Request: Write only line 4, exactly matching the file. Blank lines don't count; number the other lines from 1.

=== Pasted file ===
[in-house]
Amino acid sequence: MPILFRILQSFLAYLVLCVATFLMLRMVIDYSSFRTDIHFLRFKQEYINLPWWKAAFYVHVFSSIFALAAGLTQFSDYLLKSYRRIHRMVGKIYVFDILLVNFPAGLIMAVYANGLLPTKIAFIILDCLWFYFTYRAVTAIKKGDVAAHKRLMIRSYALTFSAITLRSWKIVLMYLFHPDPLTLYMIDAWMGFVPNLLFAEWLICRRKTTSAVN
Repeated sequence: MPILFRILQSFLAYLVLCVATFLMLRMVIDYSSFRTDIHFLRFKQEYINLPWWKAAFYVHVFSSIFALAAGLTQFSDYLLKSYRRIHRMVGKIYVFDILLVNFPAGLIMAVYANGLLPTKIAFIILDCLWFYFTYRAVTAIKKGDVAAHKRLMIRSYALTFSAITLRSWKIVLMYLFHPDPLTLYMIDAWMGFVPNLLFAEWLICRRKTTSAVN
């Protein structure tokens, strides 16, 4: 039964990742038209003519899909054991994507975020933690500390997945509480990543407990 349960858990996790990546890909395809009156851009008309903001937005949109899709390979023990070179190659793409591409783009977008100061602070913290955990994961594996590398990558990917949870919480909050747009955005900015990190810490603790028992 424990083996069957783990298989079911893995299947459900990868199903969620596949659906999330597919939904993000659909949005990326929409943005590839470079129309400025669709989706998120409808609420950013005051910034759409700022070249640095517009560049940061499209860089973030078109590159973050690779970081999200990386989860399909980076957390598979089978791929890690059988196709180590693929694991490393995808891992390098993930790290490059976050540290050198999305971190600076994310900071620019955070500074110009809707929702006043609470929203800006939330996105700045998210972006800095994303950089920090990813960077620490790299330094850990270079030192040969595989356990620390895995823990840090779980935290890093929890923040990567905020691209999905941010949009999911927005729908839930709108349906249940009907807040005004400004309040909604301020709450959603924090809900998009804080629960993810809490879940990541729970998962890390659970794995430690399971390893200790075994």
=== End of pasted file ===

């Protein structure tokens, strides 16, 4: 039964990742038209003519899909054991994507975020933690500390997945509480990543407990 349960858990996790990546890909395809009156851009008309903001937005949109899709390979023990070179190659793409591409783009977008100061602070913290955990994961594996590398990558990917949870919480909050747009955005900015990190810490603790028992 424990083996069957783990298989079911893995299947459900990868199903969620596949659906999330597919939904993000659909949005990326929409943005590839470079129309400025669709989706998120409808609420950013005051910034759409700022070249640095517009560049940061499209860089973030078109590159973050690779970081999200990386989860399909980076957390598979089978791929890690059988196709180590693929694991490393995808891992390098993930790290490059976050540290050198999305971190600076994310900071620019955070500074110009809707929702006043609470929203800006939330996105700045998210972006800095994303950089920090990813960077620490790299330094850990270079030192040969595989356990620390895995823990840090779980935290890093929890923040990567905020691209999905941010949009999911927005729908839930709108349906249940009907807040005004400004309040909604301020709450959603924090809900998009804080629960993810809490879940990541729970998962890390659970794995430690399971390893200790075994």